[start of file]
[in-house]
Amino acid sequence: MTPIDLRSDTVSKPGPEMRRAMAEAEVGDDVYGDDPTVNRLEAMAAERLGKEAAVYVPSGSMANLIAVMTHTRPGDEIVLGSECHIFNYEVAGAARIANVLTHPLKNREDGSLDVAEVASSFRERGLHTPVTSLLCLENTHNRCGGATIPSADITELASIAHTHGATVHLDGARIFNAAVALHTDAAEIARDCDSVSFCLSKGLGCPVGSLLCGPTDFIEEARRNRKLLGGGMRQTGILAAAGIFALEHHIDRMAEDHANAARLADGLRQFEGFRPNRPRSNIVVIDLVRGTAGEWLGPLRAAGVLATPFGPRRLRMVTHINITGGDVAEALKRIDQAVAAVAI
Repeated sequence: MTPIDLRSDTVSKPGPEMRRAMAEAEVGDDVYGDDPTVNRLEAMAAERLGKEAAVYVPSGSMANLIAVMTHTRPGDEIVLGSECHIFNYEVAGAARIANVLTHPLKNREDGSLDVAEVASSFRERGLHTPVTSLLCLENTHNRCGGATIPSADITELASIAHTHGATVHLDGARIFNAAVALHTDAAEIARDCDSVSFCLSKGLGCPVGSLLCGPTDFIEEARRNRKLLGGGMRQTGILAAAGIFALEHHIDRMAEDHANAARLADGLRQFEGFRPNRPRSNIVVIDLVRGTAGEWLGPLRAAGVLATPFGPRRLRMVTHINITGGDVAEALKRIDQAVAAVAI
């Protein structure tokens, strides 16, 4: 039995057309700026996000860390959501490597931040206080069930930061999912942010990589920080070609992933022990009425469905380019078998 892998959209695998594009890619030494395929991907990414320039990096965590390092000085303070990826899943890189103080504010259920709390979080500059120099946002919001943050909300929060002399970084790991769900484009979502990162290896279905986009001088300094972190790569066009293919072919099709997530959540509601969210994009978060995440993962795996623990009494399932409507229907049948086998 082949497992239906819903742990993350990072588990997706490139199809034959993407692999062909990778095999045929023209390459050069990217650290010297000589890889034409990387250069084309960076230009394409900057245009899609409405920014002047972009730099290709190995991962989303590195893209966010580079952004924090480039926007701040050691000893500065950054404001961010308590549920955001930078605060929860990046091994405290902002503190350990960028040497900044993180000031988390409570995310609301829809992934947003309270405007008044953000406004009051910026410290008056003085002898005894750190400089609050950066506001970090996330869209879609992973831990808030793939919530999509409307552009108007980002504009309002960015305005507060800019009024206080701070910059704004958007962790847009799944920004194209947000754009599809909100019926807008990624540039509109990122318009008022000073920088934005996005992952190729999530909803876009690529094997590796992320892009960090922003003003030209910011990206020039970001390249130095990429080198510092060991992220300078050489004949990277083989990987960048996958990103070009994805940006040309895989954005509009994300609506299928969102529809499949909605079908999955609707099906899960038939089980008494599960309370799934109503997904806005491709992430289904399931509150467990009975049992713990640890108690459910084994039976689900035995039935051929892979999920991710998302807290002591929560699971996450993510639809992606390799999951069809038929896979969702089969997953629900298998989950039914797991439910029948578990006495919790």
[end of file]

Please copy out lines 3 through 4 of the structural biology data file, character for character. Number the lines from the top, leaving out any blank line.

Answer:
Repeated sequence: MTPIDLRSDTVSKPGPEMRRAMAEAEVGDDVYGDDPTVNRLEAMAAERLGKEAAVYVPSGSMANLIAVMTHTRPGDEIVLGSECHIFNYEVAGAARIANVLTHPLKNREDGSLDVAEVASSFRERGLHTPVTSLLCLENTHNRCGGATIPSADITELASIAHTHGATVHLDGARIFNAAVALHTDAAEIARDCDSVSFCLSKGLGCPVGSLLCGPTDFIEEARRNRKLLGGGMRQTGILAAAGIFALEHHIDRMAEDHANAARLADGLRQFEGFRPNRPRSNIVVIDLVRGTAGEWLGPLRAAGVLATPFGPRRLRMVTHINITGGDVAEALKRIDQAVAAVAI
């Protein structure tokens, strides 16, 4: 039995057309700026996000860390959501490597931040206080069930930061999912942010990589920080070609992933022990009425469905380019078998 892998959209695998594009890619030494395929991907990414320039990096965590390092000085303070990826899943890189103080504010259920709390979080500059120099946002919001943050909300929060002399970084790991769900484009979502990162290896279905986009001088300094972190790569066009293919072919099709997530959540509601969210994009978060995440993962795996623990009494399932409507229907049948086998 082949497992239906819903742990993350990072588990997706490139199809034959993407692999062909990778095999045929023209390459050069990217650290010297000589890889034409990387250069084309960076230009394409900057245009899609409405920014002047972009730099290709190995991962989303590195893209966010580079952004924090480039926007701040050691000893500065950054404001961010308590549920955001930078605060929860990046091994405290902002503190350990960028040497900044993180000031988390409570995310609301829809992934947003309270405007008044953000406004009051910026410290008056003085002898005894750190400089609050950066506001970090996330869209879609992973831990808030793939919530999509409307552009108007980002504009309002960015305005507060800019009024206080701070910059704004958007962790847009799944920004194209947000754009599809909100019926807008990624540039509109990122318009008022000073920088934005996005992952190729999530909803876009690529094997590796992320892009960090922003003003030209910011990206020039970001390249130095990429080198510092060991992220300078050489004949990277083989990987960048996958990103070009994805940006040309895989954005509009994300609506299928969102529809499949909605079908999955609707099906899960038939089980008494599960309370799934109503997904806005491709992430289904399931509150467990009975049992713990640890108690459910084994039976689900035995039935051929892979999920991710998302807290002591929560699971996450993510639809992606390799999951069809038929896979969702089969997953629900298998989950039914797991439910029948578990006495919790």